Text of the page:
Waiting in a hotel lobby for US comedian and actor Baron Vaughn on the first weekend of SXSW, it’s clear from the people checking and checking out of the establishment are feeling the effects of a heavy night prior, as were we all. SXSW Comedy has been a constantly growing element of the Texan event for some years now and this year’s round up of comedians in Austin was as entertaining and diverse as ever. Vaughn himself, would be performing a few stand up sets while hosting some filmed events for TV, but I’m here to chat with him about happenings outside of SXSW – 2016 is set to be quite the exciting one for the LA based performer.
Settling in on some couches in a deserted part of the hotel, we discover that Vaughn’s familiarity with Australia’s comedy scene is a strong one already – he counts the likes of Sam Simmons and Wil Anderson as mates, to begin with.
“I know Wil Anderson pretty well,” Vaughn says. “I have asked him – when I say ‘asked’, he might portray it as ‘begged him’ – if I could do a tour with him in Australia. As you know, he is very well known down there and I was like, ‘I’ll just open for you so that way, I can introduce myself to the audience!’ I have a feeling that Wil Anderson fans will enjoy me. He is probably the Aussie comedian I know best, but I have met Jim Jefferies a few times, but I know he more came up in England than he did in Australia…”
On his SXSW showcases, Vaughn describes the differences between doing stand up in a normal environment and TV spots, versus performing for a pre-recorded cable show type environment.
“I have done a couple of TV sets, but I have never done a television set for ‘premium cable’,” he explains. “So [for] Comedy Central or Conan or whatever I’ve done, there are always language restrictions, there are also content restrictions. In a common set, ostensibly you are aiming for four and a half minutes, which is an impossibly short amount of time. This [set] was actually really refreshing because of the [lack] of language and content restriction. You can talk about anything in any way and it just felt like a show, like a regular comedy show. So it was pretty good with a packed audience.”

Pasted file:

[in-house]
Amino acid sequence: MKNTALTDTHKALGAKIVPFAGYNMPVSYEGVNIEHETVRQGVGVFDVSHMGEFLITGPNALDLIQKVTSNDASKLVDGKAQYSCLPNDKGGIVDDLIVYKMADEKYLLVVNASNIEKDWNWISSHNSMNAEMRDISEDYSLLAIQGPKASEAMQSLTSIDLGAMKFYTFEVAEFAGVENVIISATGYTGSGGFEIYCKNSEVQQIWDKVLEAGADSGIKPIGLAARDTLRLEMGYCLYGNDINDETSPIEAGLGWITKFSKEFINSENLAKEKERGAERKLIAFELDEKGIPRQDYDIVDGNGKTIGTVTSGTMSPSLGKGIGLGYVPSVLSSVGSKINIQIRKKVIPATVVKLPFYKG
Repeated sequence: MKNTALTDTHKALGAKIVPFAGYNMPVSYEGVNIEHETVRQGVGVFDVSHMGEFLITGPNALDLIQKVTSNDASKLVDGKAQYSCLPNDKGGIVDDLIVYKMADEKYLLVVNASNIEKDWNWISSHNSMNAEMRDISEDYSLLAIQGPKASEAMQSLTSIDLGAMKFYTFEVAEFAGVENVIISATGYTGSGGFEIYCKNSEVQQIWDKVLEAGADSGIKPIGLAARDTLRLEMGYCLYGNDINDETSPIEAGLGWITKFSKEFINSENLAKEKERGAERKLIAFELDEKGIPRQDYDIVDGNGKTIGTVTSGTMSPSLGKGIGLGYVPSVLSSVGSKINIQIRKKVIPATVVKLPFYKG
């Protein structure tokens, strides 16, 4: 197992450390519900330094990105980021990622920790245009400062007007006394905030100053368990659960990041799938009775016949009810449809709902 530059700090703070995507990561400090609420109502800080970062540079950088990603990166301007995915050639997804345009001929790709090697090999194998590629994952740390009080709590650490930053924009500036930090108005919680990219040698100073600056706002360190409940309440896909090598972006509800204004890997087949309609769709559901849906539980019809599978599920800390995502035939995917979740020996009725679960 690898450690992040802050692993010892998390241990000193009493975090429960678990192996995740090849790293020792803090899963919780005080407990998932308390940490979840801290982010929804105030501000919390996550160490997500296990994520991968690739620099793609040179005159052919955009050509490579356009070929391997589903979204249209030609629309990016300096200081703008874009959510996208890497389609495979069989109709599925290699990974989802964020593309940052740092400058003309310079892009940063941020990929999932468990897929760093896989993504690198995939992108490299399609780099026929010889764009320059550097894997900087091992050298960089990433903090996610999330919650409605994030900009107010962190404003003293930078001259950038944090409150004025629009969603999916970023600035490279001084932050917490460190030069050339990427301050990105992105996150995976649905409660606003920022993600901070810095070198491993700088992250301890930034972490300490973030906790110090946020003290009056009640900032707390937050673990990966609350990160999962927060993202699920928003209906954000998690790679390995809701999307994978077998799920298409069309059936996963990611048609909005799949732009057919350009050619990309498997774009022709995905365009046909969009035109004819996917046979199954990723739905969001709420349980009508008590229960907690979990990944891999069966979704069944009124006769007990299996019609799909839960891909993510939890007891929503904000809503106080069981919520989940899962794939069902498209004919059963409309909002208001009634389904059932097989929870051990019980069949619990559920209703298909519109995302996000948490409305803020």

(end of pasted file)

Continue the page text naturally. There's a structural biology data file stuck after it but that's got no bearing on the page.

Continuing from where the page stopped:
When he’s not up on stage, he’s behind the mic in studio, creating podcasts for a growing base of online listeners. Most recently, Vaughn’s been working with legendary US film critic Leonard Maltin on the Maltin on Movies podcast, where he’s thrown himself into reviewing and critiquing, himself.
“Podcasting is such an interesting medium,” he says. “What I am interested in most of the time, is the purity of communication that could come out of it. So Paul Scheer created this podcast. He is a very funny comedian, writer, producer and he basically wrote me an email saying, ‘Would you be interested in being in a podcast with Leonard Maltin?’ and I said, ‘Yes. I would.'”
“I hate to mention this,” he continues. “But we have the same birthday. We must be a match made in podcast heaven, then! It was pending a meeting, because the whole podcast was going to stand on the chemistry that Leonard and I have. So we met, liked each other and then started podcasting. [It] Took us about two or three months to find our groove in how we communicate with each other and how we jive. So after that, it has been smooth sailing. The podcast is easy, the workload to do the podcast, ’cause we watch three movies every podcasts, that’s the difficult part.”